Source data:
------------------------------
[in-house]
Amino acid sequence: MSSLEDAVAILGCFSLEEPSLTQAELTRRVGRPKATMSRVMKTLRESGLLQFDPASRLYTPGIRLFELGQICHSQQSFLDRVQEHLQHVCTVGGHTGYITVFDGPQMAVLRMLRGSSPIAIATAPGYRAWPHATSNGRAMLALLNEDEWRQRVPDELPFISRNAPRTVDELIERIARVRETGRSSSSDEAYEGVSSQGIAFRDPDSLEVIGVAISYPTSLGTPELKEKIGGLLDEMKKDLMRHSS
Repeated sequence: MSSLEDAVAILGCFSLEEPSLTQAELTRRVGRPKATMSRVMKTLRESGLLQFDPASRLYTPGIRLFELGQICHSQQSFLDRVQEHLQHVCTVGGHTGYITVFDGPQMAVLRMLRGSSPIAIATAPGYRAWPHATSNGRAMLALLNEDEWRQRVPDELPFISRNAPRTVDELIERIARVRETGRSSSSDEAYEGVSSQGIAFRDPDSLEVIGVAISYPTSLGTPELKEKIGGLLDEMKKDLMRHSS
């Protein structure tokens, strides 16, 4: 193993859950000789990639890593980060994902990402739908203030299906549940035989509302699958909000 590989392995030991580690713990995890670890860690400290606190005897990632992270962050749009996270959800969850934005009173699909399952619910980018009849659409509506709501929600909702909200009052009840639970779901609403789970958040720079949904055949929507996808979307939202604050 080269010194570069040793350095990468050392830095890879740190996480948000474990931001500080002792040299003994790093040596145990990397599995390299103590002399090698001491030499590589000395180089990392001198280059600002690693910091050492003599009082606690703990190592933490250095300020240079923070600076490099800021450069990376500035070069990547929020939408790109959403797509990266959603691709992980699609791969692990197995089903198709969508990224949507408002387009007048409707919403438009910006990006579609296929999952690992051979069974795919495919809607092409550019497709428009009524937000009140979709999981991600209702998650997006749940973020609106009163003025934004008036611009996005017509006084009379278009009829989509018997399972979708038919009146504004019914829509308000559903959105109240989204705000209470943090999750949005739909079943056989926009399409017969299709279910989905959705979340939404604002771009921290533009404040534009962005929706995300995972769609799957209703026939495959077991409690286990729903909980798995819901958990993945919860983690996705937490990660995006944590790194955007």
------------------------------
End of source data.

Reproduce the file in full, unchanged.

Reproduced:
[in-house]
Amino acid sequence: MSSLEDAVAILGCFSLEEPSLTQAELTRRVGRPKATMSRVMKTLRESGLLQFDPASRLYTPGIRLFELGQICHSQQSFLDRVQEHLQHVCTVGGHTGYITVFDGPQMAVLRMLRGSSPIAIATAPGYRAWPHATSNGRAMLALLNEDEWRQRVPDELPFISRNAPRTVDELIERIARVRETGRSSSSDEAYEGVSSQGIAFRDPDSLEVIGVAISYPTSLGTPELKEKIGGLLDEMKKDLMRHSS
Repeated sequence: MSSLEDAVAILGCFSLEEPSLTQAELTRRVGRPKATMSRVMKTLRESGLLQFDPASRLYTPGIRLFELGQICHSQQSFLDRVQEHLQHVCTVGGHTGYITVFDGPQMAVLRMLRGSSPIAIATAPGYRAWPHATSNGRAMLALLNEDEWRQRVPDELPFISRNAPRTVDELIERIARVRETGRSSSSDEAYEGVSSQGIAFRDPDSLEVIGVAISYPTSLGTPELKEKIGGLLDEMKKDLMRHSS
């Protein structure tokens, strides 16, 4: 193993859950000789990639890593980060994902990402739908203030299906549940035989509302699958909000 590989392995030991580690713990995890670890860690400290606190005897990632992270962050749009996270959800969850934005009173699909399952619910980018009849659409509506709501929600909702909200009052009840639970779901609403789970958040720079949904055949929507996808979307939202604050 080269010194570069040793350095990468050392830095890879740190996480948000474990931001500080002792040299003994790093040596145990990397599995390299103590002399090698001491030499590589000395180089990392001198280059600002690693910091050492003599009082606690703990190592933490250095300020240079923070600076490099800021450069990376500035070069990547929020939408790109959403797509990266959603691709992980699609791969692990197995089903198709969508990224949507408002387009007048409707919403438009910006990006579609296929999952690992051979069974795919495919809607092409550019497709428009009524937000009140979709999981991600209702998650997006749940973020609106009163003025934004008036611009996005017509006084009379278009009829989509018997399972979708038919009146504004019914829509308000559903959105109240989204705000209470943090999750949005739909079943056989926009399409017969299709279910989905959705979340939404604002771009921290533009404040534009962005929706995300995972769609799957209703026939495959077991409690286990729903909980798995819901958990993945919860983690996705937490990660995006944590790194955007």